This past week we looked at the various forms of apologetics. But first I’d like to just throw in something from the first week. In the first week we looked at the definition of apologetics and the goal of apologetics. The short definition is the defense and proclamation of the gospel of Jesus Christ. The goal for using apologetics in evangelism is to glorify God by formulating an approach to proclaiming the gospel of Jesus Christ that is consistent with both biblical theology and biblical example. Now we can move to the various forms used in evangelism.
The “Classical” Method
A classical apologist uses a two step process by first using natural theology to establish the existence of God by observable data in the universe. Only after God’s existence is proven do they move on to presenting the case for Christianity, namely the person and work of Jesus Christ. All of this in an attempt to make Christianity the only viable religion. This method is called “classical” because it is assumed to be the style of apologetics of the early church fathers. The key assumptions for this style of apologetics is that man is capable of openly and honestly evaluating the claims of Christianity. The second assumption is that man’s heart is fully depraved, but his mind is fully functioning. The last assumption is that the proof of miracles are without equal in their defense of Christianity.
The “Evidential” Method
This method is much like that of the “classical” method in that it uses “proofs”to stimulates man’s ability to reason and search for religious knowledge. But unlike the “classical” method, “evidential” apologetics only needs one step to accomplish their goal. They will use historical “proofs” to prove Christianity, and the existence of God. A good example of the “evidential” method would be to begin the defense by arguing the historical factuality of Jesus Christ’s resurrection, thus proving that God exists as well as Christ’s authenticity. Key assumptions would be; the believer and the unbeliever can communicate effectively with each other, and the miracles of Jesus are compelling enough to provide the needed proof to reach the goal.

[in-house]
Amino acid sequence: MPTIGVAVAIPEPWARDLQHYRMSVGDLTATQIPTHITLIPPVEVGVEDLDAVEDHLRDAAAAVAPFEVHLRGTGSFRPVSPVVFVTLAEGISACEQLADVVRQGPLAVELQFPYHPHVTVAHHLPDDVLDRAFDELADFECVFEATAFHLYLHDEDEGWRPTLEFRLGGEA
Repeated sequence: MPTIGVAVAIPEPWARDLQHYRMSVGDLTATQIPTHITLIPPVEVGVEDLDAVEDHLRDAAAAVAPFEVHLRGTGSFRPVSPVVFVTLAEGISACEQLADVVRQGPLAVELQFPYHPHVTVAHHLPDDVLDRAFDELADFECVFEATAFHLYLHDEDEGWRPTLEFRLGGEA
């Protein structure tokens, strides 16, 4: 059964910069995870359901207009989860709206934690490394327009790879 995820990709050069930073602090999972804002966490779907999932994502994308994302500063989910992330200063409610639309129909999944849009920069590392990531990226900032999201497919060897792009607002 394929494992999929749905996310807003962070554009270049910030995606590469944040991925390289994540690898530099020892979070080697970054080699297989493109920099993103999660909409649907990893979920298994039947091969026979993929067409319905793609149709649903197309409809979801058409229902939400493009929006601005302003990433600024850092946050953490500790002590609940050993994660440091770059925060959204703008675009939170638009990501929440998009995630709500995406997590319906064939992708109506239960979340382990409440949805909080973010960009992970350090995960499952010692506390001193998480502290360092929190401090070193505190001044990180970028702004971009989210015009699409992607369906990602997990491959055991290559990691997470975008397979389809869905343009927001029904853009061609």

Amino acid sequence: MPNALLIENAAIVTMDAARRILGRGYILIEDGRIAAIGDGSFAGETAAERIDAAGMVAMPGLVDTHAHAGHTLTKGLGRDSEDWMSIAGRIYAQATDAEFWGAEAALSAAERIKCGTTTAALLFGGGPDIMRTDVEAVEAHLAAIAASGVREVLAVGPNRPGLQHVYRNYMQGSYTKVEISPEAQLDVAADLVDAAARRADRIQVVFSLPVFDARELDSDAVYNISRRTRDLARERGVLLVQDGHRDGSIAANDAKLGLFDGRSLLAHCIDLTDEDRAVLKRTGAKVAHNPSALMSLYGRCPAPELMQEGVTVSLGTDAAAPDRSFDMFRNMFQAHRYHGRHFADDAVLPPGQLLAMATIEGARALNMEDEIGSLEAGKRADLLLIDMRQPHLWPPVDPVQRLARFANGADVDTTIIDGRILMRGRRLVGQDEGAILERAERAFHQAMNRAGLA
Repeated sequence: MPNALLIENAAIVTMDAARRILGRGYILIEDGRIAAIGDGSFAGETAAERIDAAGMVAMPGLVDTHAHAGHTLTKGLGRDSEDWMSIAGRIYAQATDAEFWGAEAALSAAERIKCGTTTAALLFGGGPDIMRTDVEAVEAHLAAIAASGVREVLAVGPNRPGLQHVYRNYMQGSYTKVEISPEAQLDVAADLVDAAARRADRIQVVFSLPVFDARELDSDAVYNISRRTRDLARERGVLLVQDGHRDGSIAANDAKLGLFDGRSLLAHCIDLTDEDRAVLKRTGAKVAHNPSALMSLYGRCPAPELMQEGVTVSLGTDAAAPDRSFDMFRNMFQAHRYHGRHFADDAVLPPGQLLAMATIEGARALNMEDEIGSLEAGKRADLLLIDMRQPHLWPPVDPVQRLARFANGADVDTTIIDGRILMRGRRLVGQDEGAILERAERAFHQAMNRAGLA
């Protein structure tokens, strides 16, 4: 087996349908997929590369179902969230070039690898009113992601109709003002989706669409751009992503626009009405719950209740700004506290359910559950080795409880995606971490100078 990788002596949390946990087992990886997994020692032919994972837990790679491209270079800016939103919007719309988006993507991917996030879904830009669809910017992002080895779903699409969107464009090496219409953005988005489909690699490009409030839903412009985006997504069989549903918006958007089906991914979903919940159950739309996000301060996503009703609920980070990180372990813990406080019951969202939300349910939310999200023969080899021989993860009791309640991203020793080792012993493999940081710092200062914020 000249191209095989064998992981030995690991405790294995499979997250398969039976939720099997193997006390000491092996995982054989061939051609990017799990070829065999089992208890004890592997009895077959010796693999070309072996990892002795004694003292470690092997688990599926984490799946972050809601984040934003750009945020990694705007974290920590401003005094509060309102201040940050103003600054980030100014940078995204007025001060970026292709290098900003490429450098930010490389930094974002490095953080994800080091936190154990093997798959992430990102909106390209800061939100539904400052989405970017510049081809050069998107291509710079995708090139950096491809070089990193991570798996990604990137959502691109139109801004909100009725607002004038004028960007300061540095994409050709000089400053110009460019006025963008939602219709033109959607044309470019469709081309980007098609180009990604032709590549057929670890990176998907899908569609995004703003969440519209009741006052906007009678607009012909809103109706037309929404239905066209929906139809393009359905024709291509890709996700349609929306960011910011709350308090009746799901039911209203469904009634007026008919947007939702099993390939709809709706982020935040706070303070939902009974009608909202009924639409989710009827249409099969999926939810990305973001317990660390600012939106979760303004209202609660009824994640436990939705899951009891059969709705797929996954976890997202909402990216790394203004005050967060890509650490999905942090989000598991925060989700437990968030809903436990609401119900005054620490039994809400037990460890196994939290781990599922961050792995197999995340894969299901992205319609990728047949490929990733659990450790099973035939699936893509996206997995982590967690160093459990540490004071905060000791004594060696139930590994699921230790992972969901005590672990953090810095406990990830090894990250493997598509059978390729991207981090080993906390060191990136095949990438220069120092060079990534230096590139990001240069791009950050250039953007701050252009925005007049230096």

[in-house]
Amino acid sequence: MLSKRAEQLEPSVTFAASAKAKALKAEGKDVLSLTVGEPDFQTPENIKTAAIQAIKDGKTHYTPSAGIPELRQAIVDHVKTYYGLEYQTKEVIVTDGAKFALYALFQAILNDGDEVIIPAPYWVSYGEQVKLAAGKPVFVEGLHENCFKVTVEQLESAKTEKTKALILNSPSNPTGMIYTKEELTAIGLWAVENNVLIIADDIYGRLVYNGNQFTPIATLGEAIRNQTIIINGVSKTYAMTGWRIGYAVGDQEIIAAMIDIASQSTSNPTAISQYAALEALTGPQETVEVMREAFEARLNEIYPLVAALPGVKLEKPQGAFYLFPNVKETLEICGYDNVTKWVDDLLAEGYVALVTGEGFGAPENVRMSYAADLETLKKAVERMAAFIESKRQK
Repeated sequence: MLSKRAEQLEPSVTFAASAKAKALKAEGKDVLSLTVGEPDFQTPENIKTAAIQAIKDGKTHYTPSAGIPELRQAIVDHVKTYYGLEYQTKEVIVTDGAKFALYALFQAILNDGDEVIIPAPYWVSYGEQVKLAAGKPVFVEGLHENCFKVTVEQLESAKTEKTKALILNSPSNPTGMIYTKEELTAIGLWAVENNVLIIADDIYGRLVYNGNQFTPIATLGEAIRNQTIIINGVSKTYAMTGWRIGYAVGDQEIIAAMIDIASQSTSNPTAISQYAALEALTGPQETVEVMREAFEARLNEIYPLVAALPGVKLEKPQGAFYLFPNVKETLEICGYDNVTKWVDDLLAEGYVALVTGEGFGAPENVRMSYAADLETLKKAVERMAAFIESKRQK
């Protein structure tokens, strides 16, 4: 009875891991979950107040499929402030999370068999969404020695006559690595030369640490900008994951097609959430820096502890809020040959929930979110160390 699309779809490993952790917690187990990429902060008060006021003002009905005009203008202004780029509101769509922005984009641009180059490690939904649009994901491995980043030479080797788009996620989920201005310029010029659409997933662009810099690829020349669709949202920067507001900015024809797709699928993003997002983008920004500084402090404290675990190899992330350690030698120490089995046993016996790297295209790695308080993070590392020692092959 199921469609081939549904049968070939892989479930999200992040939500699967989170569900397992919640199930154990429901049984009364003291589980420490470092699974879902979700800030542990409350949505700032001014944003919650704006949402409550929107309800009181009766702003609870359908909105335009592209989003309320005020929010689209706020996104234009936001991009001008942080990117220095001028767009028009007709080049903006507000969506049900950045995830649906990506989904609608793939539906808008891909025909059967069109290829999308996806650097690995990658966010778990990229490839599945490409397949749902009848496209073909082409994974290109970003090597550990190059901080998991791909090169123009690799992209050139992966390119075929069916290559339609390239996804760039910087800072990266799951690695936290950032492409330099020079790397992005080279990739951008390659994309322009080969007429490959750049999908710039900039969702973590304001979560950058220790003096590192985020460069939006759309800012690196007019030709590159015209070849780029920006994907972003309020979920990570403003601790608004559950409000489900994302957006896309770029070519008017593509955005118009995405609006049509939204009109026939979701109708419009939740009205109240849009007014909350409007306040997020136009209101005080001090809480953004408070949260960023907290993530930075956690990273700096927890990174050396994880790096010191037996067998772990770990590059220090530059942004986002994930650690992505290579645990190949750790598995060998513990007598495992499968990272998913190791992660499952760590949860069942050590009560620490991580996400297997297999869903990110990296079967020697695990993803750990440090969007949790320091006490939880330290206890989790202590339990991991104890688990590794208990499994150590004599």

The “Cumulative Case” Method
This approach to apologetics uses the task of proving Christianity not by a formal argument by an informal one. As Steven Cowan writes in “Five Views on Apologetics”, pg 18 “The case is more like the brief that a lawyer makes in a court of law or that a literary critic makes for a particular interpretation of a book. It is an informal argument that pieces together several lines or types of data and does so better than any alternative hypothesis.” Key assumptions are that apologetics presents any sound argument to prove the “Faith.”
The “Fidiest” or “Presuppostional” Method
This system of apologetics places its defense of Christianity in the Bible itself. It assumes or presupposes, as the Bible does, that God already exists and that He has spoken by way of His word (the bible). The fidiest depends on God’s Word and the Holy Spirit to convince the unbeliever through faith. Apart from faith, which is given by God, no person will understand and receive the message of Christianity. The fidiest preaches or proclaims the Word and depends on God to do the work in man’s heart to understand. Key assumptions or statements are; apologetic methodology is based on biblical principals, the unbeliever and the believer have very little in common because of the effects of sin, and biblical faith is the only necessary ingredient for persuasion.
The biggest contrast between the “Fidiest” method and all the others is the failure to understand the sinfulness and total depravity of the unconverted. The fallen nature of man is not to seek God or understand His teaching. Outside of the God given faith to repent and follow Christ, man’s natural behavior toward is God is to rebel. Man will not on his own be able to reason out an understanding of God. I guess you know which method I prefer. I give the BarryDean4Christ stamp of approval on the fidiest/presuppositional approach to apologetics. Preach the Word, let God do what He does so incredibly, save the soul.